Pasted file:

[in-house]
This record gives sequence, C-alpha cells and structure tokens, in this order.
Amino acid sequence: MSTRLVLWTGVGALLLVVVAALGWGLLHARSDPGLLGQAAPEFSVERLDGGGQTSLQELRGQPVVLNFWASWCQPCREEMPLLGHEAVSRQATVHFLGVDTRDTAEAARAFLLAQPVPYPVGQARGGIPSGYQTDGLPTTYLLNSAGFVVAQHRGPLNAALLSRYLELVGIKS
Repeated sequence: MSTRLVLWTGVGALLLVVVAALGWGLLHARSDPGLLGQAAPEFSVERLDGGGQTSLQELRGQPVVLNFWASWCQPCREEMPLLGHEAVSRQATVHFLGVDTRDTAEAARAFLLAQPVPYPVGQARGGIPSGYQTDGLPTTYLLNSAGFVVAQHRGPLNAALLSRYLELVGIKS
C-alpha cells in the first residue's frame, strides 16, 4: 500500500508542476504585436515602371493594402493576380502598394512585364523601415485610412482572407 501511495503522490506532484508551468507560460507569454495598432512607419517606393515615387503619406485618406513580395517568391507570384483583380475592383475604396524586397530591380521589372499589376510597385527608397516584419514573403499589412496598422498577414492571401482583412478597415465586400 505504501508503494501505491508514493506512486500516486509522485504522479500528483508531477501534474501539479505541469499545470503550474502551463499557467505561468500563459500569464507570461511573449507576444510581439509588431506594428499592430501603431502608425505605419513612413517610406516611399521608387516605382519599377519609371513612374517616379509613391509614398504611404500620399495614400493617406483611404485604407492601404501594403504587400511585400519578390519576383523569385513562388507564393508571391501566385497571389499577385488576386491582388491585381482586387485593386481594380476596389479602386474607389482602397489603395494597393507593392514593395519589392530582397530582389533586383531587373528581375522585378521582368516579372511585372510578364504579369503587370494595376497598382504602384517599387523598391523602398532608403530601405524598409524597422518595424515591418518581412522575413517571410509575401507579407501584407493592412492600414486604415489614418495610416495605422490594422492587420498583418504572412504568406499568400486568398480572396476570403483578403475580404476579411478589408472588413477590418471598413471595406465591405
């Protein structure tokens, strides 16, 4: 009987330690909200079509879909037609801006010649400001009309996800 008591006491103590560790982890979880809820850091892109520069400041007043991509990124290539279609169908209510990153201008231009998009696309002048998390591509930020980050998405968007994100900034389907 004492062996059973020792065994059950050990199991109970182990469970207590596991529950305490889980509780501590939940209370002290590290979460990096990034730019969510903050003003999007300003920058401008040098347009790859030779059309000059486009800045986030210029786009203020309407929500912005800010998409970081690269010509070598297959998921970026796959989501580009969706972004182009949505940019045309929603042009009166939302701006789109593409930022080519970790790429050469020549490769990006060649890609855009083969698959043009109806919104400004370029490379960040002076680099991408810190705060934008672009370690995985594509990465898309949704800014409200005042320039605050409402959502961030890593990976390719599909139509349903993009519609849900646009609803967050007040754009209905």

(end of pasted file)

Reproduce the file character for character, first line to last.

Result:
[in-house]
This record gives sequence, C-alpha cells and structure tokens, in this order.
Amino acid sequence: MSTRLVLWTGVGALLLVVVAALGWGLLHARSDPGLLGQAAPEFSVERLDGGGQTSLQELRGQPVVLNFWASWCQPCREEMPLLGHEAVSRQATVHFLGVDTRDTAEAARAFLLAQPVPYPVGQARGGIPSGYQTDGLPTTYLLNSAGFVVAQHRGPLNAALLSRYLELVGIKS
Repeated sequence: MSTRLVLWTGVGALLLVVVAALGWGLLHARSDPGLLGQAAPEFSVERLDGGGQTSLQELRGQPVVLNFWASWCQPCREEMPLLGHEAVSRQATVHFLGVDTRDTAEAARAFLLAQPVPYPVGQARGGIPSGYQTDGLPTTYLLNSAGFVVAQHRGPLNAALLSRYLELVGIKS
C-alpha cells in the first residue's frame, strides 16, 4: 500500500508542476504585436515602371493594402493576380502598394512585364523601415485610412482572407 501511495503522490506532484508551468507560460507569454495598432512607419517606393515615387503619406485618406513580395517568391507570384483583380475592383475604396524586397530591380521589372499589376510597385527608397516584419514573403499589412496598422498577414492571401482583412478597415465586400 505504501508503494501505491508514493506512486500516486509522485504522479500528483508531477501534474501539479505541469499545470503550474502551463499557467505561468500563459500569464507570461511573449507576444510581439509588431506594428499592430501603431502608425505605419513612413517610406516611399521608387516605382519599377519609371513612374517616379509613391509614398504611404500620399495614400493617406483611404485604407492601404501594403504587400511585400519578390519576383523569385513562388507564393508571391501566385497571389499577385488576386491582388491585381482586387485593386481594380476596389479602386474607389482602397489603395494597393507593392514593395519589392530582397530582389533586383531587373528581375522585378521582368516579372511585372510578364504579369503587370494595376497598382504602384517599387523598391523602398532608403530601405524598409524597422518595424515591418518581412522575413517571410509575401507579407501584407493592412492600414486604415489614418495610416495605422490594422492587420498583418504572412504568406499568400486568398480572396476570403483578403475580404476579411478589408472588413477590418471598413471595406465591405
């Protein structure tokens, strides 16, 4: 009987330690909200079509879909037609801006010649400001009309996800 008591006491103590560790982890979880809820850091892109520069400041007043991509990124290539279609169908209510990153201008231009998009696309002048998390591509930020980050998405968007994100900034389907 004492062996059973020792065994059950050990199991109970182990469970207590596991529950305490889980509780501590939940209370002290590290979460990096990034730019969510903050003003999007300003920058401008040098347009790859030779059309000059486009800045986030210029786009203020309407929500912005800010998409970081690269010509070598297959998921970026796959989501580009969706972004182009949505940019045309929603042009009166939302701006789109593409930022080519970790790429050469020549490769990006060649890609855009083969698959043009109806919104400004370029490379960040002076680099991408810190705060934008672009370690995985594509990465898309949704800014409200005042320039605050409402959502961030890593990976390719599909139509349903993009519609849900646009609803967050007040754009209905």